COLORADO SPRINGS. Benedictine
Sister Virginia Vey died on Oct.
3 at age 92. Sister Virginia’s Vigil
will be on Nov. 1 at 6:30 p.m.
at Our Lady of Peace Chapel
at Benet Hill Monastery, 3190
Benet Lane, Colorado Springs,
80921. Mass of Christian Burial
will be Nov. 2 at 10:30 a.m. at
Benet Hill Monastery.
She was born in Pittsburg,
Pa., on Sept. 4 to Eugene Charles
Vey, Sr. and May Julia Thunell.
She is preceded in death by both
parents and her siblings Dorothy
A. Belsh, Eugene C. Vey Jr.,
and Benedictine Sister Mildred
Sister Virginia went to St.
Benedict’s High School in Pittsburg
and then to Mount St.
Scholastica College in Atchison,
Kan. She taught in mission
schools in Mexico and in 1950
entered Mount St. Scholastica
Monastery, where she made her
final profession in 1954. After
entering, Sister Virginia continued
teaching both as an elementary
and high school teacher in
Kansas, Missouri, and Colorado.
Colorado held a special
place in Sister Virginia’s heart,
and she transferred her monastic
profession to Benet Hill Monastery
in 1971. One of the highlights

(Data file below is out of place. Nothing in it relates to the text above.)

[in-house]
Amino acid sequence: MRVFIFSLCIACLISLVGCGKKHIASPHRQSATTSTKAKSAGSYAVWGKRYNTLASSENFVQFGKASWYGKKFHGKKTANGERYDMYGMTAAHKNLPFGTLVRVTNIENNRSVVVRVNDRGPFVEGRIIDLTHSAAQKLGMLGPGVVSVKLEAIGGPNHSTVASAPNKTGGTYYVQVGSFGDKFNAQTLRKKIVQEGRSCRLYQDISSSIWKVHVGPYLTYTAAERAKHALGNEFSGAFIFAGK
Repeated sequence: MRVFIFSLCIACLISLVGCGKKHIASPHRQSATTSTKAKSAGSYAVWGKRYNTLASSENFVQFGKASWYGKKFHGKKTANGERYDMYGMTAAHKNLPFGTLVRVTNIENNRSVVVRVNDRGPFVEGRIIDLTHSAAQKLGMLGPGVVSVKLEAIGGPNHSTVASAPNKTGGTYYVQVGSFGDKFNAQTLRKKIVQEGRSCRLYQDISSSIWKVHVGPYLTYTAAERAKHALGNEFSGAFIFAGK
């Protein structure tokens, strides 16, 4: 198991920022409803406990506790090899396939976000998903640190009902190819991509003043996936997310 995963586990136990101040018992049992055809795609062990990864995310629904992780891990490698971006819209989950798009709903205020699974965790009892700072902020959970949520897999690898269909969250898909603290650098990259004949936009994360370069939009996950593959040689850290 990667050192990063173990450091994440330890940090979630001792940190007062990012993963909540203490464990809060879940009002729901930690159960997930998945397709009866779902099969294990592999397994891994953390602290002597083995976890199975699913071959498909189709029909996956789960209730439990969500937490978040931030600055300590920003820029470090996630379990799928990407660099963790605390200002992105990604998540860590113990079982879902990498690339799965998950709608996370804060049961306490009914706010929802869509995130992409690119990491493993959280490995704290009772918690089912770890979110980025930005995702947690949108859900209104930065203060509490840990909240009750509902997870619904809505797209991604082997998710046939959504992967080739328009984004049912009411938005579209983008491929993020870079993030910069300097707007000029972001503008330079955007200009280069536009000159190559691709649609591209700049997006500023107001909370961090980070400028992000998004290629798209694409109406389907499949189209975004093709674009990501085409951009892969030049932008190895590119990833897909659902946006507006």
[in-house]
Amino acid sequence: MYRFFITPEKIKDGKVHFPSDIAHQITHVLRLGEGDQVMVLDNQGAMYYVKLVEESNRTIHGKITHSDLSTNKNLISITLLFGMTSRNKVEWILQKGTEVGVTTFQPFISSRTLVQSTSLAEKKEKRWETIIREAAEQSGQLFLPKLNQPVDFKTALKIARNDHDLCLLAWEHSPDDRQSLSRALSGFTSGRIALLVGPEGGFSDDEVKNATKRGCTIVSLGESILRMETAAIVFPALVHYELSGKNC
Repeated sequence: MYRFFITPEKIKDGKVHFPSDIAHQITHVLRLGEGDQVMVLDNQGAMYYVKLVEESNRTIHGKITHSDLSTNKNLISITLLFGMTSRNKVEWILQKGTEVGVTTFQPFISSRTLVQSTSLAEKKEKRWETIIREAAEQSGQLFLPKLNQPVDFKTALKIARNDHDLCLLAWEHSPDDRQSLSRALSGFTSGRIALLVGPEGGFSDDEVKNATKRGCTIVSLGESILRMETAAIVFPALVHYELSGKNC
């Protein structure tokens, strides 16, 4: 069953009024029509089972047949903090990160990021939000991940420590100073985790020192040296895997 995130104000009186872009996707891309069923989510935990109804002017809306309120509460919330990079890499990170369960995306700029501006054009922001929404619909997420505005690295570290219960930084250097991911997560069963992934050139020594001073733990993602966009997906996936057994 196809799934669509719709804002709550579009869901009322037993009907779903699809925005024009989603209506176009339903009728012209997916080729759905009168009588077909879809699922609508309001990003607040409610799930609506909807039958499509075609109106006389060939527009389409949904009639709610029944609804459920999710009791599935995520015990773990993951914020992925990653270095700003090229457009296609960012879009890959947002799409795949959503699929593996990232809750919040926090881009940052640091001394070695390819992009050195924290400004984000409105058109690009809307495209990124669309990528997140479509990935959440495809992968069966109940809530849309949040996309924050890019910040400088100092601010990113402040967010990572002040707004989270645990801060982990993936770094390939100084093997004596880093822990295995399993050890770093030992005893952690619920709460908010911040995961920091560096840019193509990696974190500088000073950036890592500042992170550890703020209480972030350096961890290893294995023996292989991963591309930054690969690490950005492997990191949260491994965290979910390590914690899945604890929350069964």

of her career was teaching
at Benet Hill Academy. She
taught classes in Spanish, literature,
speech, typing, contemporary
moral problem and civics.
Sister Virginia was passionate
about teaching the contemporary
moral problems class to the
young women at the academy,
which included prison reform
and fighting against the proliferation
of nuclear weapons.
During her 10 years at Benet
Hill Academy, she also served
the community as an assistant
to Sister Liguori Sullivan in the
In 1980, Sister Virginia’s life
took a turn. She took a position
at the University of Pittsburg’s
dean’s office so she could care
for her aging mother. After her
mother’s death in 1985, she returned
to Benet Hill and taught
at St. Mary’s High School and
worked at Fort Carson. Sister Virginia
served as assistant prioress
In 1992, Sister Virginia was
presented with a new opportunity
in ministry and she accepted
a position in the Fourth Judicial
Court in Colorado Springs. She
began working with people who
were on probation and then
moved to the records department.
Her 10-year career with
the courts enhanced her gift of
compassion. After working for a
decade in the court system, she
Retirement did not mean
an end to ministry for Sister Virginia.
She accepted her physical
limitations and began using the
computer and offering spiritual
companionship to many people
throughout the United States
and even in other countries via
She was not intimidated by
any circumstance and always
gave one hundred percent. Sister
Virginia took life in stride accepting
any challenge. The most
important things to her were
commitment to community,
family, and the people of God.